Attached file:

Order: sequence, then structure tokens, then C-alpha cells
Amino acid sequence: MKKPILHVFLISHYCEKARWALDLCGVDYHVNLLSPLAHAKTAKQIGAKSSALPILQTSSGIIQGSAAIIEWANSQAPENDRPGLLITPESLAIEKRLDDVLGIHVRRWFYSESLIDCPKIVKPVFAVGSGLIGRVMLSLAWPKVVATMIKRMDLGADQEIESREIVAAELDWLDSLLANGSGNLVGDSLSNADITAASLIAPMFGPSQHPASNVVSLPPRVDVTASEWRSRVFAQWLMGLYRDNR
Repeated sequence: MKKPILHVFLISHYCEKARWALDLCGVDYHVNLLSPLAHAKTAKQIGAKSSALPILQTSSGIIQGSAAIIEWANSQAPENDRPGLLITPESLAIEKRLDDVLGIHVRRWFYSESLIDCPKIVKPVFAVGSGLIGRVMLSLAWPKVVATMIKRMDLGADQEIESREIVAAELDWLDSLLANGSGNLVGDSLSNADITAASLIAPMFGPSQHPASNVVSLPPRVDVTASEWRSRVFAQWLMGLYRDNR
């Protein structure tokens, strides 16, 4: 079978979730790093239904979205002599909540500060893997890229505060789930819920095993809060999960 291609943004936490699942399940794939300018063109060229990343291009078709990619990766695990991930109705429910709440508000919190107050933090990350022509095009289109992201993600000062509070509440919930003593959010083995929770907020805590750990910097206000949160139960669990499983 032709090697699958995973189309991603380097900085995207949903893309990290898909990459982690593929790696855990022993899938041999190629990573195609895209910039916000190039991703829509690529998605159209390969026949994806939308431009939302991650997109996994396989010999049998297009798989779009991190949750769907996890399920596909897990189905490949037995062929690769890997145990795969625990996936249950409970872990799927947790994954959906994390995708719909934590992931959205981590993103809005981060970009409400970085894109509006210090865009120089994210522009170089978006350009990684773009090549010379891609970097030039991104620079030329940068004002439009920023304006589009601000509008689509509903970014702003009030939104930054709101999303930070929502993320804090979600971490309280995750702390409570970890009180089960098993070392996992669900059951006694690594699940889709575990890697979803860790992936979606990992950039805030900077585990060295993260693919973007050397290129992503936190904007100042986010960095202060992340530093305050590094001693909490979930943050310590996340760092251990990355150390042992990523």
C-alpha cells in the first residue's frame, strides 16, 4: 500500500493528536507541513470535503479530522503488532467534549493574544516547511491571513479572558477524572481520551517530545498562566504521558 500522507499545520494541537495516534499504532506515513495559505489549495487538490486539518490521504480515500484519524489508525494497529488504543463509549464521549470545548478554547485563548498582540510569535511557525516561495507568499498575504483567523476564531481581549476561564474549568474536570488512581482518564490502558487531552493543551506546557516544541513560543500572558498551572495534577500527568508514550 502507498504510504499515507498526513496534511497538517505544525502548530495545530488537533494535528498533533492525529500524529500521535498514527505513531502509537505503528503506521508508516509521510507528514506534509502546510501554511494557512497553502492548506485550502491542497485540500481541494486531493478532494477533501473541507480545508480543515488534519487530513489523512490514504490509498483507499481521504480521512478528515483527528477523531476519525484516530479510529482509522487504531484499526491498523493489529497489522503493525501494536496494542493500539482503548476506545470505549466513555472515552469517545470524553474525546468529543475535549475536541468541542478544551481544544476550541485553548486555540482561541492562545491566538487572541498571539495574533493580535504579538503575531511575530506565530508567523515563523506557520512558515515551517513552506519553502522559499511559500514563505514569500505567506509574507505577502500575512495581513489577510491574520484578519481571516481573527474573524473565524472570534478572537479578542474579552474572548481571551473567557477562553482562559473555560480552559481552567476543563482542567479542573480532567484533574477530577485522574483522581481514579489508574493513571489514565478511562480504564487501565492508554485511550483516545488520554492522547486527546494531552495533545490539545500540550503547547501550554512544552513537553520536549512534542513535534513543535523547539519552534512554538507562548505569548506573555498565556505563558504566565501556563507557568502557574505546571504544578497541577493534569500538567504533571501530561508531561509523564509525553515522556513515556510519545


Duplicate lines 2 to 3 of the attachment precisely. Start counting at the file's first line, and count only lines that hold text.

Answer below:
Amino acid sequence: MKKPILHVFLISHYCEKARWALDLCGVDYHVNLLSPLAHAKTAKQIGAKSSALPILQTSSGIIQGSAAIIEWANSQAPENDRPGLLITPESLAIEKRLDDVLGIHVRRWFYSESLIDCPKIVKPVFAVGSGLIGRVMLSLAWPKVVATMIKRMDLGADQEIESREIVAAELDWLDSLLANGSGNLVGDSLSNADITAASLIAPMFGPSQHPASNVVSLPPRVDVTASEWRSRVFAQWLMGLYRDNR
Repeated sequence: MKKPILHVFLISHYCEKARWALDLCGVDYHVNLLSPLAHAKTAKQIGAKSSALPILQTSSGIIQGSAAIIEWANSQAPENDRPGLLITPESLAIEKRLDDVLGIHVRRWFYSESLIDCPKIVKPVFAVGSGLIGRVMLSLAWPKVVATMIKRMDLGADQEIESREIVAAELDWLDSLLANGSGNLVGDSLSNADITAASLIAPMFGPSQHPASNVVSLPPRVDVTASEWRSRVFAQWLMGLYRDNR